Food poisoning is a real problem and can strike at anytime and according to the World Health Organization (WHO), 600 million people suffer some form of illnesses after eating contaminated food. The subject of food poisoning impacts not just public health and safety but can also national economies. Though improving hygiene training is the fundamental root cause of helping to tackle this problem, virtual reality (VR) might also be the way forward.
This is the answer according to a group of academics who are creating a VR experience which is design to help train individuals in kitchen hygiene. Thanks to the advancements in technology, reduced development costs and wider adoption of the products, turning to VR to help train people and raise awareness of food poisoning is a logical decision.
The project is titled the The Corrupt Kitchen VR and is being made at the University of Nottingham by the Digital Research Team as a means to educate and train users on food hygiene and food poisoning. Dr Paul Tennent outlines The Corrupt Kitchen VR writing on the projects blog saying: “The Corrupt Kitchen VR is a game where players must balance the task of cooking meals as requests come in with adhering to health and safety rules: keeping themselves and the kitchen clean and free of infestation; ensuring the quality of their ingredients; and ensuring that their employees have all the correct paperwork. The more meals they produce, the more money the restaurant makes and the higher their score. Neglecting the other tasks will certainly make them more money, but there’s an associated risk.”
As the users will need to deal with an endless queue of customers they must ensure they preform all the needed tasks while maintaining a high level of hygiene within their kitchen. Washing their hands, mopping the floors and keep rats out of the kitchen will ensure a good result if a bit less income. The Corrupt Kitchen VR also allows for a second player to join the experience and act as a health inspector. They will be able to assess the chefs work and issue fines as they see fit. “But inspectors are people too – they’ve got families at home and bills to pay – maybe a healthy bribe will make them forget seeing that rat in the meat grinder?” Tennent notes on the blog post.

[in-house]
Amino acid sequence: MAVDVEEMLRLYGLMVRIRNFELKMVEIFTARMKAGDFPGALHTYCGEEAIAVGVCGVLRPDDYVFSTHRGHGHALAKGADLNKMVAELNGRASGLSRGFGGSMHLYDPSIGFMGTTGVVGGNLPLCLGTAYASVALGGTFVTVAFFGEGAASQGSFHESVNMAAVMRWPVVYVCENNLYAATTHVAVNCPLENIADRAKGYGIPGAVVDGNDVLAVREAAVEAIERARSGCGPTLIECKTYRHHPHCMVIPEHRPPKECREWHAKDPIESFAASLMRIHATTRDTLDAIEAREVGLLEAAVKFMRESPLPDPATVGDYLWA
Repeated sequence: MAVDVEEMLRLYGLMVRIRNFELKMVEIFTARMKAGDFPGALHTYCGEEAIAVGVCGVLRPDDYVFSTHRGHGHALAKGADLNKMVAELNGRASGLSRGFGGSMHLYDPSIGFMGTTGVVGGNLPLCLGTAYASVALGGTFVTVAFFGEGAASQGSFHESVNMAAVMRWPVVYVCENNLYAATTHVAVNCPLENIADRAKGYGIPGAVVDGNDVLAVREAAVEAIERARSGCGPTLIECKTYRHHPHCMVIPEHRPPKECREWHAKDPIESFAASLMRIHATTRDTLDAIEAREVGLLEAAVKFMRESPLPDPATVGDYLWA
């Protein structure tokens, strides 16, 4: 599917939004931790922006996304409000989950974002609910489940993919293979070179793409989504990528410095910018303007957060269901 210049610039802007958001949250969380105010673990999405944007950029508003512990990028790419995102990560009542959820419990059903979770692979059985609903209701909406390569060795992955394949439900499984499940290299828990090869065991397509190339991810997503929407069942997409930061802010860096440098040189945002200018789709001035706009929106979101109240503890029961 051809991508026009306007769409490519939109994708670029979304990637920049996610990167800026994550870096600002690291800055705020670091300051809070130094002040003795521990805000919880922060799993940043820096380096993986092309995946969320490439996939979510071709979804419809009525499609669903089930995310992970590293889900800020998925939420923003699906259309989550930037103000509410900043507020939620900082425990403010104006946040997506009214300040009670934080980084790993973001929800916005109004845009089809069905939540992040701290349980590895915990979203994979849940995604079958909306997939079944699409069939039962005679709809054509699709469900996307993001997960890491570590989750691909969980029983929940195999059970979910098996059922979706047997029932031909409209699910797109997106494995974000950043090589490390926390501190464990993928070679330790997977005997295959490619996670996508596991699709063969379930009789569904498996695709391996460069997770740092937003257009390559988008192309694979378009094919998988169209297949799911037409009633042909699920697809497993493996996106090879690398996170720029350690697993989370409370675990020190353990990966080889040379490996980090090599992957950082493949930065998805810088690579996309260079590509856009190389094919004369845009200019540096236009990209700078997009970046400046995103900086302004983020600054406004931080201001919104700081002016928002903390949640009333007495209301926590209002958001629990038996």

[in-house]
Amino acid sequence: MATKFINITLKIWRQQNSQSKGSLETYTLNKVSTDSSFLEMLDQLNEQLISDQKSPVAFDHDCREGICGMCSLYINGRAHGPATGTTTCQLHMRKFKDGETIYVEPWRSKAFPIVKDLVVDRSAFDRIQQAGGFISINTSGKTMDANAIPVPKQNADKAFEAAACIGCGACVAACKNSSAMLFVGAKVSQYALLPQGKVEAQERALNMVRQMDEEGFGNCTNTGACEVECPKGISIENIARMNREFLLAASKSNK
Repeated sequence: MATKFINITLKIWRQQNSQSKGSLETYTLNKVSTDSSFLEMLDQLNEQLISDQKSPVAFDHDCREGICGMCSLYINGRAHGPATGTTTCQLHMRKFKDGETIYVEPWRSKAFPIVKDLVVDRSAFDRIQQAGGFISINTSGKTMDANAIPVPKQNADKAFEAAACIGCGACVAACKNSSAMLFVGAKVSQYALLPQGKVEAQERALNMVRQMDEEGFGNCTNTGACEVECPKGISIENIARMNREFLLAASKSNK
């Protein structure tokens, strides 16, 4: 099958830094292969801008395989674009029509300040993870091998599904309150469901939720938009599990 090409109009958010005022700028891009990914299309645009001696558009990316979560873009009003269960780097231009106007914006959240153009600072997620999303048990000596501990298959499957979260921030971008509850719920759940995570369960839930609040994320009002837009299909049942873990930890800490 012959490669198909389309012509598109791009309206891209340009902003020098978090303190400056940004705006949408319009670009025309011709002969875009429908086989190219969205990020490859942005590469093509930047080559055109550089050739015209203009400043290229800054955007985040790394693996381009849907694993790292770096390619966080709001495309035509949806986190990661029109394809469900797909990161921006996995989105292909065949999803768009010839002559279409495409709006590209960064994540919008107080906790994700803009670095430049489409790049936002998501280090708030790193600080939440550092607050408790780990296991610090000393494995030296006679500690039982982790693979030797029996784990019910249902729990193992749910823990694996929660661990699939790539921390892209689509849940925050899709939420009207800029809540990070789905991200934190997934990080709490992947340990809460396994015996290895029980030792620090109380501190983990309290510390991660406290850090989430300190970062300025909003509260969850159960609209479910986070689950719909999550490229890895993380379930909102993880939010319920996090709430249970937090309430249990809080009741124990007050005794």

The experience is being built within the Unity 3D engine and taking advantage of the HTC Vive in order to give players the freedom they need to tackle the challenges. Every detail of the title is being built with detail in mind from the movements required to flip burgers to the options available when it comes to hiring staff for your kitchen. The goal of The Corrupt Kitchen VR is to ensure people are aware of the issues surrounding food hygiene, besides other kitchen responsibilities, and educate them ready for the workplace.
The Corrupt Kitchen VR is still in development and the team at Nottingham University continue to document their process on their blog. VRFocus will be sure to bring you all the latest on this title in the future so stay tuned for more.